America's Charities | July 29, 2022

Time to Gear Up for 2022 Back to School Month

Build bright futures for students now and all year long!

Now through the beginning of September, students of all ages – from preschool to college – and their teachers will be heading back as a new school year begins. From ensuring students have access to the school gear, technology, and programs necessary for academic success, to continuing to safeguard their health and safety, to making sure kids aren’t too hungry to learn and succeed, to providing teachers with the tools they need to teach, America’s Charities nonprofit members are working hard to build brighter futures for our youth – now and all year long! Read below to learn how you can chip-in.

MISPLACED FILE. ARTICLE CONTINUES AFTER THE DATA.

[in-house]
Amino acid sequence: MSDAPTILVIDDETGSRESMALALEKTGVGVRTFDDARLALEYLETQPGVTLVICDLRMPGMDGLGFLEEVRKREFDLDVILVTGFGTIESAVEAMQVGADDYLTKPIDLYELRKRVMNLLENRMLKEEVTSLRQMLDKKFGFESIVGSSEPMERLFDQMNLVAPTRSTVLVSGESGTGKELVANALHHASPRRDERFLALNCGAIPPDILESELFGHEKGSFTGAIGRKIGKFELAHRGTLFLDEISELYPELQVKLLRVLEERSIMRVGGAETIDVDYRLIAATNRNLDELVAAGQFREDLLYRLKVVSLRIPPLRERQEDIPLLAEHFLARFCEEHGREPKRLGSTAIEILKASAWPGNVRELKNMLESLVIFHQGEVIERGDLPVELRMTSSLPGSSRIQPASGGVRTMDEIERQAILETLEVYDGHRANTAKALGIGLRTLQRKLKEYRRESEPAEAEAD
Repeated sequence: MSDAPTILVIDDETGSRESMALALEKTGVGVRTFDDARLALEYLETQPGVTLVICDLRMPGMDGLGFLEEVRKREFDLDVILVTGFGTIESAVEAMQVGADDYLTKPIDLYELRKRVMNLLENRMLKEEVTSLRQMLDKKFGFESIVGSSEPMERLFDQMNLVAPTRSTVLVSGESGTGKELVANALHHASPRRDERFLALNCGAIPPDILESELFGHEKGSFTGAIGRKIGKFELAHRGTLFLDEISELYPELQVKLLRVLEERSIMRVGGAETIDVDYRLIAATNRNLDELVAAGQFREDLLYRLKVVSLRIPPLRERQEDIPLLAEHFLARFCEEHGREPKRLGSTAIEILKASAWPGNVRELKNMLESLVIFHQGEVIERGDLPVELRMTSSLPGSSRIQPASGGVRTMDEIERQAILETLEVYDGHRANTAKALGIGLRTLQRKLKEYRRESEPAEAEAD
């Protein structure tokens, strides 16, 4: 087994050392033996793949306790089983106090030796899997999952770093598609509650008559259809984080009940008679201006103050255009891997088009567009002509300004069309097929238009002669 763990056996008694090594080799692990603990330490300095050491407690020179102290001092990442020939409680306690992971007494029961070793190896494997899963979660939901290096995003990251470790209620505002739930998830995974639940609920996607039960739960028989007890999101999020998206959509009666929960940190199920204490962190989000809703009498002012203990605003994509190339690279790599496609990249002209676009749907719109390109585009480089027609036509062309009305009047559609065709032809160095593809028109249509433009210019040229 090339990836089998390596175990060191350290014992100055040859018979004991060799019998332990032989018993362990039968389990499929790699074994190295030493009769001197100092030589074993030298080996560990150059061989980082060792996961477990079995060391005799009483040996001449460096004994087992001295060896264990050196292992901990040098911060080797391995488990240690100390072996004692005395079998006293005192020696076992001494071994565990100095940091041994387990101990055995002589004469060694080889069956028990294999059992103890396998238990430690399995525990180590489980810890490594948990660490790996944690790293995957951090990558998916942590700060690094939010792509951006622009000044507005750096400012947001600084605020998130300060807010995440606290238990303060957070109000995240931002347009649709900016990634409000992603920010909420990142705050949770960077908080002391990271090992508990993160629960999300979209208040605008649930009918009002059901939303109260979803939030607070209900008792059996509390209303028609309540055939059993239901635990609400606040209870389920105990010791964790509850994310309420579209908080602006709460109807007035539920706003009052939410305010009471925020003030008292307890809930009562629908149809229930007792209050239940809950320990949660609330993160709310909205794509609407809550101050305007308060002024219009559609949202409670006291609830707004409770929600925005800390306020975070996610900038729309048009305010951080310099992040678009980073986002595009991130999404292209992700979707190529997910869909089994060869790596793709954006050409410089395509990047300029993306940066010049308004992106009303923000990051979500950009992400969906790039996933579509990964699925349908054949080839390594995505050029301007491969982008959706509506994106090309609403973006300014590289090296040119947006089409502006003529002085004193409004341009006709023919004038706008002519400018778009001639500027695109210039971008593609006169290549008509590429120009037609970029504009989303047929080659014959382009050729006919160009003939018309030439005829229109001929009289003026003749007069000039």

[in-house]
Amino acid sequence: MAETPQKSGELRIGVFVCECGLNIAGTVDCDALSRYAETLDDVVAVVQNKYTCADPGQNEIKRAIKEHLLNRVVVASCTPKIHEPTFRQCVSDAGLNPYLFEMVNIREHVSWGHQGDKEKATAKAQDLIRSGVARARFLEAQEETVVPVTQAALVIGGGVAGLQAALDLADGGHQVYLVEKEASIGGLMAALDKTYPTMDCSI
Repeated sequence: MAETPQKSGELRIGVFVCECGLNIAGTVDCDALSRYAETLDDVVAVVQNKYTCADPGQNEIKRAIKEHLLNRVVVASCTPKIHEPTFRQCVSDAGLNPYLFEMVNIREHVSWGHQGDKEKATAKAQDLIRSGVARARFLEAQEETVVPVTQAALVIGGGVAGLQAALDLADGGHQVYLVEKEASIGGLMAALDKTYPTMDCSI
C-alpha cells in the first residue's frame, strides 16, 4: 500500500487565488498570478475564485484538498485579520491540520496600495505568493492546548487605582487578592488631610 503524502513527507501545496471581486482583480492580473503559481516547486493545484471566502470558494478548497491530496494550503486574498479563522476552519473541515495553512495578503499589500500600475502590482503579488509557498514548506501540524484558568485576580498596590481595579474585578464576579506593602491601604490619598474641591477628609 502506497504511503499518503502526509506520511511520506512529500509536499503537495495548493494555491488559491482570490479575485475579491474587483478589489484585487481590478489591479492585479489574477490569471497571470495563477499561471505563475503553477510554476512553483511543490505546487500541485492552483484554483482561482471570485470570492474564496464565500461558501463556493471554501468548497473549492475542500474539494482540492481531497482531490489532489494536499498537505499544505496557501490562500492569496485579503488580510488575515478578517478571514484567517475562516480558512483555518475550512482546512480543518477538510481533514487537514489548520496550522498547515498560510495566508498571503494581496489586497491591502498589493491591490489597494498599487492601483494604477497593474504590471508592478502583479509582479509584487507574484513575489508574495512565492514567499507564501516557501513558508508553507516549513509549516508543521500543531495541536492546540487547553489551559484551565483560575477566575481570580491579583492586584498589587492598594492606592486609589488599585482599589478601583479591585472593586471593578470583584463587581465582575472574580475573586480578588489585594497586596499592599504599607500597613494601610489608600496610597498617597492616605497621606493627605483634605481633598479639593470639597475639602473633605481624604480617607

In recognition of Back to School Month, America’s Charities is celebrating the following agents of change who we are proud to call our members.

One of the most cost-efficient ways you can support these nonprofits is to donate to them via payroll deduction through your employer’s workplace giving program (Don’t have a program? Click here to have your employer contact our team.) Click on each charity’s name below to learn more about their work, and to make a donation now!

School supplies, scholarships, and programs:

The following organizations hold back-to-school drives and/or have programs dedicated to providing students with the tools and opportunities to help them succeed academically.

  • Arlington Housing Corporation (AHC Inc.) – provides after-school programs and tutoring for children in the affordable housing communities they serve. AHC’s programs focus primarily on helping children – all the way from elementary through high school – build the literacy and academic skills they need to achieve scholastic success. Learn more.